An unexpected source of inspiration
Where do you go looking for inspiration? There’s a lot of great ways to seek it and if you find something that works, great! The field of technology is so full of inspiring innovators and leaders, (from teenage programming wizards to society altering multinational corporations), that you can take a look at any technology news feed and find both incredible success stories and world changing ideas every week. One consistent, if perhaps surprising source of inspiration we’ve found, is not a charismatic leader or groundbreaking company, but the small, ex-soviet, baltic state of Estonia!
The ace up Estonia’s sleeve
Yes, you read that right! Estonia might seem like an unlikely inspirational source, a country of just 1.3 million inhabitants, tucked away in north east Europe, seemingly with little to distinguish it from it’s neighbours. Yet that’s one of the reasons why, since regaining independence in 1991, Estonia’s been remodeling itself as a technical hub, attempting (and succeeding) to stand out from the crowd via the online services it offers and the disproportionately large number of startups it fosters to maturity.
A byword for innovation
On the other hand, maybe you’re not that surprised to hear about Estonia’s technological prowess. Ever since Skypes explosive entry onto the scene back in 2003, Estonia (where Skype was developed and where one of their offices is still based) began using Skype as a byword for Estonian innovation. Startups such as GrabCAD and Transferwise continued that tradition and together (with many others) have built up a distinctive, successful and internationally renowned Estonian startup subculture. How was that possible?
Digital state services
The Estonian state needs to get a lot of the credit: encouraging the teaching of programming skills from a very young age, making wifi coverage ubiquitous across the country, and the development of an impressive array of online government services. Those services enable residents to do everything, from filing their tax returns, to voting in national and local elections, from opening and managing a bank account, to registering a business. This deeply ingrained technological infrastructure has created a society where technological solutions are the trusted, first port of call for most types of problem. In turn, this makes Estonia an ideal point of entry for technological startups.
How can I benefit?
Well, this is all very nice of course, an inspiring example for us to learn from. A technology focussed government whose success we can hope our own leaders are willing to take something away from. But does it offer any practical benefit? Well, unless you move to Estonia, you can’t use their wifi, and they’re not going to take on responsibility for the education of your children, but Estonia has big plans for that impressive portfolio of online government services, and thinks that you might well be able to find a use for them, particularly in connection with your startup or other business. The conditions that make Estonia such a startup hotbed are being made available to all of us.
How can you access them? Since December last year it’s been possible to become an e-resident of Estonia. What does that mean? Well, it’s not connected with physical residency, instead it’s a type of digital identity, issued by the Estonian state, which allows holders to access state (and some private sector) services usually associated with an Estonian ID card.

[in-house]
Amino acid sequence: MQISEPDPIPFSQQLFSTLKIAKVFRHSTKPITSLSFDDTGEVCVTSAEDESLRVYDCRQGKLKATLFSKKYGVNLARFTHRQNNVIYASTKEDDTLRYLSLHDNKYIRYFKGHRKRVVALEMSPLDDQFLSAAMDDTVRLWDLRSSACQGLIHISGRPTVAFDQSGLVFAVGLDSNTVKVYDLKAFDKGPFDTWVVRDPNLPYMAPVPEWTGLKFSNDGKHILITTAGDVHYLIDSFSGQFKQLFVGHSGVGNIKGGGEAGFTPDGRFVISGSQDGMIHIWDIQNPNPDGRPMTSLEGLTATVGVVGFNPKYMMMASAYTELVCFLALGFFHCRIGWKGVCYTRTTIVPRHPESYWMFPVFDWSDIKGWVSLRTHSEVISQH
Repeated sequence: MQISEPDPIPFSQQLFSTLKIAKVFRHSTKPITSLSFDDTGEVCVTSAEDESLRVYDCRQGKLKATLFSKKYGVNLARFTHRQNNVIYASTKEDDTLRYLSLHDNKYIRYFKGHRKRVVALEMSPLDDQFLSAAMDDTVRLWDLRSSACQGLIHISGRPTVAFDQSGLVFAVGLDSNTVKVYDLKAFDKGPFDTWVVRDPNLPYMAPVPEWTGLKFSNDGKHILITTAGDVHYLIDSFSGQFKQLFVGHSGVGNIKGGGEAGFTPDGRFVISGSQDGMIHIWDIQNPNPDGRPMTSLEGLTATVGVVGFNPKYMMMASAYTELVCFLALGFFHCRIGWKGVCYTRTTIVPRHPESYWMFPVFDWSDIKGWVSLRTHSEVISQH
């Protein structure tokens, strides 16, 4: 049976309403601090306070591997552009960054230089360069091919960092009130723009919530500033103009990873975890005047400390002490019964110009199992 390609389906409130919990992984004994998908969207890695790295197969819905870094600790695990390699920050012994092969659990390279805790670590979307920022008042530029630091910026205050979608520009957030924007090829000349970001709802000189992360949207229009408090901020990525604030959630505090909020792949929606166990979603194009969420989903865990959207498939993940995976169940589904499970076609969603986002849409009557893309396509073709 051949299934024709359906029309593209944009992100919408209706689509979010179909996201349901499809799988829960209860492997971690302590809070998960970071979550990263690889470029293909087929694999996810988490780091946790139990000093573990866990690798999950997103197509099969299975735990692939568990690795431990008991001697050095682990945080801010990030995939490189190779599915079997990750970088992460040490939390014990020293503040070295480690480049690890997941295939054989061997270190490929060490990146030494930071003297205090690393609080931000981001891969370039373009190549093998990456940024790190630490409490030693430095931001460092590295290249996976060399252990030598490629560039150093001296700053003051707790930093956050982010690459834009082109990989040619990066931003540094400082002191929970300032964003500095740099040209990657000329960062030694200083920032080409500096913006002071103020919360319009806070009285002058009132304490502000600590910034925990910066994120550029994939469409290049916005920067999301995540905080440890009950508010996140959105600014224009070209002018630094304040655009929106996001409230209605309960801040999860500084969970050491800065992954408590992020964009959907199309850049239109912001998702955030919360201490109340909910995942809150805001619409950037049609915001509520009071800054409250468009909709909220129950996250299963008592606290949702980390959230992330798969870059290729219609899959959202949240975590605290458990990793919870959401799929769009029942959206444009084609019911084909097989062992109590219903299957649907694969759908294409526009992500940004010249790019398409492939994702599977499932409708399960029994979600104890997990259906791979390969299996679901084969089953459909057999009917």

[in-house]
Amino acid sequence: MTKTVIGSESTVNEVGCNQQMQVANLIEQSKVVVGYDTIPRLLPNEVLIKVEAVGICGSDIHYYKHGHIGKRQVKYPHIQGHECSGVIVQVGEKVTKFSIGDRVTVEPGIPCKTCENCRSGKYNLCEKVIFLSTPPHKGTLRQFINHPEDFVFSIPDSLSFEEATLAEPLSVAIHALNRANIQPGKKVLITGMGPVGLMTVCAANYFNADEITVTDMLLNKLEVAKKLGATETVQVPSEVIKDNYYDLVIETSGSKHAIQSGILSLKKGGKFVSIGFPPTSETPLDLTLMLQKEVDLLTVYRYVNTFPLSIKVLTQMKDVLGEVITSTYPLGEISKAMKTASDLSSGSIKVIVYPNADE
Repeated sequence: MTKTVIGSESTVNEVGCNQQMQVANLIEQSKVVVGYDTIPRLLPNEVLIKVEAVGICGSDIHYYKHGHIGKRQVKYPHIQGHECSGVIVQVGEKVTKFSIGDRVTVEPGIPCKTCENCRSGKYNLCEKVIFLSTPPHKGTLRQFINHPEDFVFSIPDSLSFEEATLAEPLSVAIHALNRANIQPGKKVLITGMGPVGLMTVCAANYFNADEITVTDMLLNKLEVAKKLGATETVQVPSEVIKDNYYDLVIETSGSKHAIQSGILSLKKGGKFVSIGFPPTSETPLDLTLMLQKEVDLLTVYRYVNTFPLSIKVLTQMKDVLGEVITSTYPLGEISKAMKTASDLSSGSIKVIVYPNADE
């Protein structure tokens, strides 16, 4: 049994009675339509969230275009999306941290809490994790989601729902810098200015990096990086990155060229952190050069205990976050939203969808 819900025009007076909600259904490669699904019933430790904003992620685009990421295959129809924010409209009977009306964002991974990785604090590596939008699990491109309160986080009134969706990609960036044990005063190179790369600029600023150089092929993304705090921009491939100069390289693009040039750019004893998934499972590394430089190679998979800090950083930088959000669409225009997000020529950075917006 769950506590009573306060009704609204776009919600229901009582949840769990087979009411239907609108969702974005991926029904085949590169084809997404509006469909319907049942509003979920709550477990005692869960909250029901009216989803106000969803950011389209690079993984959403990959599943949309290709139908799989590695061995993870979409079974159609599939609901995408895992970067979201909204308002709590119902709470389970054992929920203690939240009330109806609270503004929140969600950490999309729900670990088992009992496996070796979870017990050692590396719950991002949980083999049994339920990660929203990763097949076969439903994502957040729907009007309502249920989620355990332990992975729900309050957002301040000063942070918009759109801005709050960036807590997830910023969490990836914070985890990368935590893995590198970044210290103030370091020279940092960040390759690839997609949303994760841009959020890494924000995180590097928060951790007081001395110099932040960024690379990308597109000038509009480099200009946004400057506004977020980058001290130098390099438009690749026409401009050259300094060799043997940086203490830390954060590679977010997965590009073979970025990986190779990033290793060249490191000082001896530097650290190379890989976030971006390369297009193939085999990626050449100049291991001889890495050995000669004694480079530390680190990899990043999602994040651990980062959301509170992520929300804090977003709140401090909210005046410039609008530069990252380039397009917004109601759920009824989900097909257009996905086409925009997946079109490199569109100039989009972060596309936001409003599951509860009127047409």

What’s on offer?
Of course, some services wouldn’t really benefit (eg. registering your child’s birth) or for other reasons are simply not available (eg. voting in national elections) to e-residents, but the remaining services offer a lot of potential. For example, the just click, paper free bureaucracy connected with registering a business, makes the process simple and quick, a matter of minutes. Not only a handy way to register a European business for those looking to expand there from elsewhere in the world, Estonia is hopeful that as they develop their connections with the tax offices of other countries even companies which intend to trade only in their country of residence might choose to use Estonian banking and bureaucracy. Enjoying it’s fast and easy to use approach, especially when compared with the clunky, expensive or time consuming services found in so many other countries.
Making it work for you
In the world of entrepreneurs, every small advantage could make the difference between success and failure. Which means that now is the time to assess whether e-residency can be an advantage for you! Even the seemingly simple ability to sign documents using a state issued digital ID could be a game changer. If the services offered at the moment don’t quite fit your needs, there are more services and advantages in the pipeline, so it’ll be worth looking into again over the coming months.
I’m hoping that simply reading about the possibilities may have given you an idea of how they could be useful to you. Maybe you’ve even thought of a new startup which is only possible because of this opportunity. At Ekreative we’re always checking out new, better ways to achieve the best possible results. The example of Estonia reminds us to keep on innovating and trying out new ways to change the world using technology. Could you be Estonia’s next e-resident? How can their services improve your business? What other inspiring innovators have you discovered recently? Let us know in the comments below.